Liz Dunn was on vacation in East Hampton when she was invited to an impromptu business meeting. Away from her work wardrobe, she stopped at a Macy’s in Commack, Long Island, to buy a basic pair of black heels.

“The shoe department was pretty uninspiring,” said Dunn, a financial analyst. She searched the aisles for more than 30 minutes, she said. No black heels. She settled on a pair of gold Michael Kors pumps. They were 70 percent off, but Dunn didn’t care. “I would have paid full-price for a more acceptable option,” she said.

“The world’s largest store” is dying. Macy’s triumphed in pre-Internet days, when people drove to malls, dedicated time to the dressing room, and had fewer options. Today people browse though the Internet’s infinite selection and check out with a lift of the index finger.

Macy’s always boasted items that were affordable and stylish. In a 1902 advertisement, it wrote, “We sell goods cheaper than any other store,” and “Our prices will always be the lowest.” But to keep that promise today, with e-commerce behemoths like Amazon in the picture, is proving impossible. Nevertheless, Macy’s is still trying to portray itself as the place to score a deal.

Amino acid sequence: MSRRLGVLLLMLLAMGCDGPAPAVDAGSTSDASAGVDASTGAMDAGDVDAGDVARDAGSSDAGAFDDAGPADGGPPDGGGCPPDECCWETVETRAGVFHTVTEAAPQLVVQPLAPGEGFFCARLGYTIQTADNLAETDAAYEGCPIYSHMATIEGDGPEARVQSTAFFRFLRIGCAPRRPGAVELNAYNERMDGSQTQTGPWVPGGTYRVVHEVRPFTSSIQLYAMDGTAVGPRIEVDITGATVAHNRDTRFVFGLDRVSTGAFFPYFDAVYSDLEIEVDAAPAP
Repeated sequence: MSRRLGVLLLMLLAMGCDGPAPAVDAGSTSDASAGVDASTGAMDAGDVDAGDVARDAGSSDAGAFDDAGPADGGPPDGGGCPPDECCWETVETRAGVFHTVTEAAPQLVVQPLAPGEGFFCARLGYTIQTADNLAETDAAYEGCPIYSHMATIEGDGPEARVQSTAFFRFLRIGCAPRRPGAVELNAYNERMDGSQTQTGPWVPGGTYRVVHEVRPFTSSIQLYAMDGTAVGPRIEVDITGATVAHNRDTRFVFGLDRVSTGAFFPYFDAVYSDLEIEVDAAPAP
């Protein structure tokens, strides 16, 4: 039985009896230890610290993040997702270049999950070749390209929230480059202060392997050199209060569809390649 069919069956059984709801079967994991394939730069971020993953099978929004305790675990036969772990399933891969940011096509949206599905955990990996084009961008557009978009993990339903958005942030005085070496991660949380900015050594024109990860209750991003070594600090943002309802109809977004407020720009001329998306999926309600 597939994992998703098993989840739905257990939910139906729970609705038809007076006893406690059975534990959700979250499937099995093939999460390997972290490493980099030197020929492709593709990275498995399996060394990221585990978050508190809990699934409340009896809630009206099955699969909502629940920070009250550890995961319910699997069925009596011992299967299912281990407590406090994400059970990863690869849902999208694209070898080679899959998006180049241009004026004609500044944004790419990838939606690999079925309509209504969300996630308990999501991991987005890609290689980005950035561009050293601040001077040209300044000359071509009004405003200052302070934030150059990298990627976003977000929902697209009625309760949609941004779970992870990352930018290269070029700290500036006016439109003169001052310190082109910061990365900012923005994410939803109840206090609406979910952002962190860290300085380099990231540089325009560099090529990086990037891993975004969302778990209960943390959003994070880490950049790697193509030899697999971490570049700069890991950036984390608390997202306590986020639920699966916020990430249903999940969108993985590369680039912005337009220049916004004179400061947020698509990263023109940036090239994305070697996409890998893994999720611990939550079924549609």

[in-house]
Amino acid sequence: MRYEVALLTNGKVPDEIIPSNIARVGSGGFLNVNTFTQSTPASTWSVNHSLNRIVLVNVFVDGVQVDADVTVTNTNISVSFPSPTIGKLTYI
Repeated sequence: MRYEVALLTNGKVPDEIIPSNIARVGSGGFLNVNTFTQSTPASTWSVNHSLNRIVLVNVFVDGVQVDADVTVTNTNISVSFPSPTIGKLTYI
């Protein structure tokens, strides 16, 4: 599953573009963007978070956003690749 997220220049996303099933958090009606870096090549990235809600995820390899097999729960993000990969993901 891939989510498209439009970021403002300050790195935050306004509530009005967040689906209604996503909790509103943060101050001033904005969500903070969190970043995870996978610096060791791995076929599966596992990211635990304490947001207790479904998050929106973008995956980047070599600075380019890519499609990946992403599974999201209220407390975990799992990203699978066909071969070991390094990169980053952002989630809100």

And there’s no doubt consumers are attracted to the sales.

 

But these deep discounts are eviscerating the company’s profit margin, trying its vendors, and leaving some customers desensitized to the promotions or flat-out turned off by them. “Most everything at Macy’s is on sale, all the time,” said Michael Cohen, director of retail at Columbia Business School. “They are sawing their own legs off.”

The company’s stock is down 40 percent this year, from $41 to $24. Last summer, it shuttered 100 locations. Other department stores, like Sears and JC Penney, have also seen their stocks tank in the last few years. They’ve also relied heavily on discounts to fight their waning appeal.

Profit margin erased

In 2015, Macy’s launched an off-price store called Backstage. The initiative is supposed to be a stop between a department store and an outlet, and attract bargain-seekers by offering a 50 percent discount on almost all merchandise. “We believe that this strategy, which offers simplified pricing, a treasure hunt environment, and lower price points is resonating with many of our customers and adding to the Macy’s experience,” Macy’s CFO Karen Hoguet told investors during a recent call.